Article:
Some recent cour decisions have been highly favorable to employers attempting to restrict competition by former employees. The following is a discussion of a recent decision by a federal district court in Maryland enforcing a non-competition agreement with a nationwide scope, as well as recent decisions applying the so-called "inevitability" doctrine. That doctrine holds that competition by employees may be restricted, even in the absence of a non-competition agreement, if their new employment would "inevitably" lead to the disclosure of confidential information.

In the first case, Intelus Corp. v. Barton, a federal district judge in Maryland recently enjoined a former employee from competing with his former employer for six months without regard to geographic limitation. The Intelus case was the first of its kind in Maryland and was one of few cases to enforce a non-competition agreement with an unlimited geographic scope.

The employee in Intelus was an account manager for a company which develops and sells software. The employee was one of the company's most profitable account managers and had strong relationships with the company's clients. The employee was required to sign a confidentiality agreement, a non-disclosue agreement and a non-competition and non-solicitation agreement. The non-competition clause provided that the former employee was prohibited from working for any company which "directly" competed against Intelus.

In successfully moving for an injunction prohibiting the former employee from competing against it, Intelus was able to show that its success was largely dependent on the personal contacts of its account managers. The court noted that Intelus competed for clients on a national basis and observed that "competition unlimited by geography can be expected where the nature of the business concerns computer software and the ability to process information." The court found that a covenant not to compete limited to a narrow geographic area would render the restriction meaningless. The court also noted that the six-month limit of the agreement woiuld not impose an undue hardship on the former employee.

The decision in the Intelus case was based on the particular facts of the case, and involved a balancing of the equities as they applied to the particular parties. Thus, the holding will not be of universal applicability in future cases. Despite the fact specific nature of the case, however, it may be of great value to employers attempting to restrict the activities of their former employees.

As noted above, it may also be possible to restrict competition by former employees even in the absence of a written non-competition agreement. Specifically, courts appear to be increasingly willing to restrict the activities of former employees who had access to confidential information and who signed written confidentiality agreements. Such employees may be restricted from competing against former employers on the grounds that the disclosure of confidential information would be "inevitable" if they were permitted to work for a competitor.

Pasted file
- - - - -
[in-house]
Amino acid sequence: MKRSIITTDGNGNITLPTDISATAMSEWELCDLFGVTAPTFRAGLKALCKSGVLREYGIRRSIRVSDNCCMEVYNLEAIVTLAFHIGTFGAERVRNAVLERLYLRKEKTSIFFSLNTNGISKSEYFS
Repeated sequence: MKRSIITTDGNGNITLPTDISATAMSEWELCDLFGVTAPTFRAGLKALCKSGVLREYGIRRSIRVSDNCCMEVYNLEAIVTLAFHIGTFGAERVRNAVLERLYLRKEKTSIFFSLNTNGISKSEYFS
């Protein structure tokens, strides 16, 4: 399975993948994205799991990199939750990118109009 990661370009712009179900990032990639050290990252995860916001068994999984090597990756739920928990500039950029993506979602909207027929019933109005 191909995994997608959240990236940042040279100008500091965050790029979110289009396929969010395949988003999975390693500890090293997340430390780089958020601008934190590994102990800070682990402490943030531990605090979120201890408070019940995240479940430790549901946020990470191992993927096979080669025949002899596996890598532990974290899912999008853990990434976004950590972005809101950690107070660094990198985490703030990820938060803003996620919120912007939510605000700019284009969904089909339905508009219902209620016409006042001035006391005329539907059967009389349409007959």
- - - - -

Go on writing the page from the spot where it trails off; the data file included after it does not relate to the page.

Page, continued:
One of the cases applying the "inevitably" doctrine, PepsiCo. Inc. v. Redmond, decided by the Federal Court of Appeals for the Seventh Circuit, restricted a former employee of Pepsi from working in a similar capacity for the manufacturer of Gatorade. The employee had been responsible for sports drinks while working for Pepsi. The court agreed with Pepsi's arguments tha t the employee had been privy to confidential information and trade secrets and that their disclosure would be "inevitable" were the employee permitted to work for Gatorade. The restriction on competition, however, was limited to five months. The employee also was enjoined from disclosing trade secrets of Pepsi.

Some courts applying the "inevitability" doctrine have only barred employees from performing specific classes of duites for their new employers. For example, for mer employees have been permitted to work for new employers in areas where the new employer did not compete against the former employer. In such cases, employees are barred only from performing duties which would directly lead to the use or disclosure of confidential information or trade secrets.

While courts seem increasingly willing to apply the inevitability doctrine, it is far preferable to enforce a written non-competition agreement. Many judges are reluctant to intrude upon the freedom of parties to contract, and may balk at trestricting competition absent a written non-compete agreement. Thus, employers desirous of restricting competition yb new of current employees, particularly those with access to sensitive information or those with significant client contact, should require them to sign enforceable non-competition agreements. We will continue to issue updates on significant developments in this field.